What is NULL?

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What is NULL?

Time and again, support questions pop up on the Firebird mailing lists about "strange things" happening with NULLs. The concept seems difficult to grasp perhaps partly because of the name, which suggests a kind of "nothing" that won't do any harm if you add it to a number or stick it to the back of a string. In reality, performing such operations will render the entire expression NULL.

This guide explores the behaviour of NULL in Firebird SQL, points out common pitfalls and shows you how to deal safely with expressions that contain NULL or may resolve to NULL.

If you only need a quick reference to refresh your memory, go to the summary at the end of the guide.

So what is it?

In SQL, NULL is not a value. It is a state indicating that an item's value is unknown or nonexistent. It is not zero or blank or an "empty string" and it does not behave like any of these values. Few things in SQL lead to more confusion than NULL, and yet its workings shouldn't be hard to understand as long as you stick to the following simple definition: NULL means unknown.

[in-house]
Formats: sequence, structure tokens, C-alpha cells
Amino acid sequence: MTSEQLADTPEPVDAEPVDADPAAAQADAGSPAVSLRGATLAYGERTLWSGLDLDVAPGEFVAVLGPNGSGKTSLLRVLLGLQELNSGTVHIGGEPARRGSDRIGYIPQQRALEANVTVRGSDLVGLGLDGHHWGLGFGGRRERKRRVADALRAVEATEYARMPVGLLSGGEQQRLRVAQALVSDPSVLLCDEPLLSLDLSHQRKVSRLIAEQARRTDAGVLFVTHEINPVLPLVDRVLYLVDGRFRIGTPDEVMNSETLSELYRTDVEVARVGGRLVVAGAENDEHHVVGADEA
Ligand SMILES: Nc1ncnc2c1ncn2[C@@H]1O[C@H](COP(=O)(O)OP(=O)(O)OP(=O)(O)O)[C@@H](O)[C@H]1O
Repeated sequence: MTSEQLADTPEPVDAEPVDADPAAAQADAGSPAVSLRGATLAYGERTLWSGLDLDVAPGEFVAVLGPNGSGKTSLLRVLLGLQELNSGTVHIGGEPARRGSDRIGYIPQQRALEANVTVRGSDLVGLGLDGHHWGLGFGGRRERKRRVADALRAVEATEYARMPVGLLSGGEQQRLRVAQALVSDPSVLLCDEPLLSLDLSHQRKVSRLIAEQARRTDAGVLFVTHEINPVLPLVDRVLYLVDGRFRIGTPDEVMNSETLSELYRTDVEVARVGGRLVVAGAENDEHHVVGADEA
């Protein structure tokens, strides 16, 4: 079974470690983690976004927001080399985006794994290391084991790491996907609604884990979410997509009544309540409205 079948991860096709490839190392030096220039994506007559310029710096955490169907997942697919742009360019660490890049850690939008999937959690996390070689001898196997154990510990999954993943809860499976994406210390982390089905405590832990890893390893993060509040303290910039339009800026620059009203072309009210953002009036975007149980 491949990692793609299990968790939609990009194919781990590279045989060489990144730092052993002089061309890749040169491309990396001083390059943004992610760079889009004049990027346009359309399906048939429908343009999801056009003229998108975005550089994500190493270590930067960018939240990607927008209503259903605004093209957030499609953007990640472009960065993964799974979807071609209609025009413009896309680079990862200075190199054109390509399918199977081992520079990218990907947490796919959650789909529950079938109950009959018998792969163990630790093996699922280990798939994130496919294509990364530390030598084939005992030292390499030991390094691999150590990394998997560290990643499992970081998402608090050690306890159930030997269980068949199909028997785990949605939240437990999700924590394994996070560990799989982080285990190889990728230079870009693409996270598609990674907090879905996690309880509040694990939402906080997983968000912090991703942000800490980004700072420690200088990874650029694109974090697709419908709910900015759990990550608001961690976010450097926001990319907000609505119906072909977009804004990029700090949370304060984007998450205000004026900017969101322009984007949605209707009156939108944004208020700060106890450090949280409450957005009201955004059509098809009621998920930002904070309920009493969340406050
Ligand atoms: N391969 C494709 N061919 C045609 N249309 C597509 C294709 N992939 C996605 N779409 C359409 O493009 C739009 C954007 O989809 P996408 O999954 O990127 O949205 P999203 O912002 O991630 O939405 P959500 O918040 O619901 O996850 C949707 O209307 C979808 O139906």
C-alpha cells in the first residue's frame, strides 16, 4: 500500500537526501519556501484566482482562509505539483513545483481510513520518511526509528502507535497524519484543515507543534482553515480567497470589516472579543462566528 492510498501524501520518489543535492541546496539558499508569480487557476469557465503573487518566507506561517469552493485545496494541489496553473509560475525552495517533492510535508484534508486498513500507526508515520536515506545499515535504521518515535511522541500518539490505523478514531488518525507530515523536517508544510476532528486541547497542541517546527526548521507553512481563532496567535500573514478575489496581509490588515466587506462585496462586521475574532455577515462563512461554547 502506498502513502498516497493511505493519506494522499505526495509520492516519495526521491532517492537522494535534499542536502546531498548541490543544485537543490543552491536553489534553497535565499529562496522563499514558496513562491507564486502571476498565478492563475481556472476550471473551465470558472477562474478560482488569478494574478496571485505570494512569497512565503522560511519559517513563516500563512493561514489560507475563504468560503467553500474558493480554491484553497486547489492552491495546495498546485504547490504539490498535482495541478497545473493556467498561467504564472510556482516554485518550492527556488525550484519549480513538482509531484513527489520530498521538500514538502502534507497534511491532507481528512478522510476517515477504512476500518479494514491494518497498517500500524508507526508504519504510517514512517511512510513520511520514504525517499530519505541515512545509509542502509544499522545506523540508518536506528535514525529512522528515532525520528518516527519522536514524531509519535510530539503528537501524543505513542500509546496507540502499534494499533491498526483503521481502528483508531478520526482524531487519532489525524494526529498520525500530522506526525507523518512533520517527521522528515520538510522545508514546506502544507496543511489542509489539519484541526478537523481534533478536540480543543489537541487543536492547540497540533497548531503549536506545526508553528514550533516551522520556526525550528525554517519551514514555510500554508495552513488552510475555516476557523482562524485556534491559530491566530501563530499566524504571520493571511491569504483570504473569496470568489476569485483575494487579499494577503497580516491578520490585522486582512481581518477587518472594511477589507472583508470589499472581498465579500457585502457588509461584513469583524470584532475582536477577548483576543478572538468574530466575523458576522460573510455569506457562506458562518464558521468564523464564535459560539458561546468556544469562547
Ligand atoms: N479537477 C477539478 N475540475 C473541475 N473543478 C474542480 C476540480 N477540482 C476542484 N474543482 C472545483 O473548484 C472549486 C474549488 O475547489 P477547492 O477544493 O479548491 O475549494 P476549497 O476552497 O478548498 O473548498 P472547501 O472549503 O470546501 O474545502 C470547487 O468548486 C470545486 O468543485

Let me repeat that:

NULL means UNKNOWN

Keep this line in mind as you read through the rest of the guide, and most of the seemingly illogical results you can get with NULL will practically explain themselves.

Note: A few sentences and examples in this guide were taken from the Firebird Quick Start Guide, first published by IBPhoenix, now part of the Firebird Project.

See also:
NULL
NOT NULL

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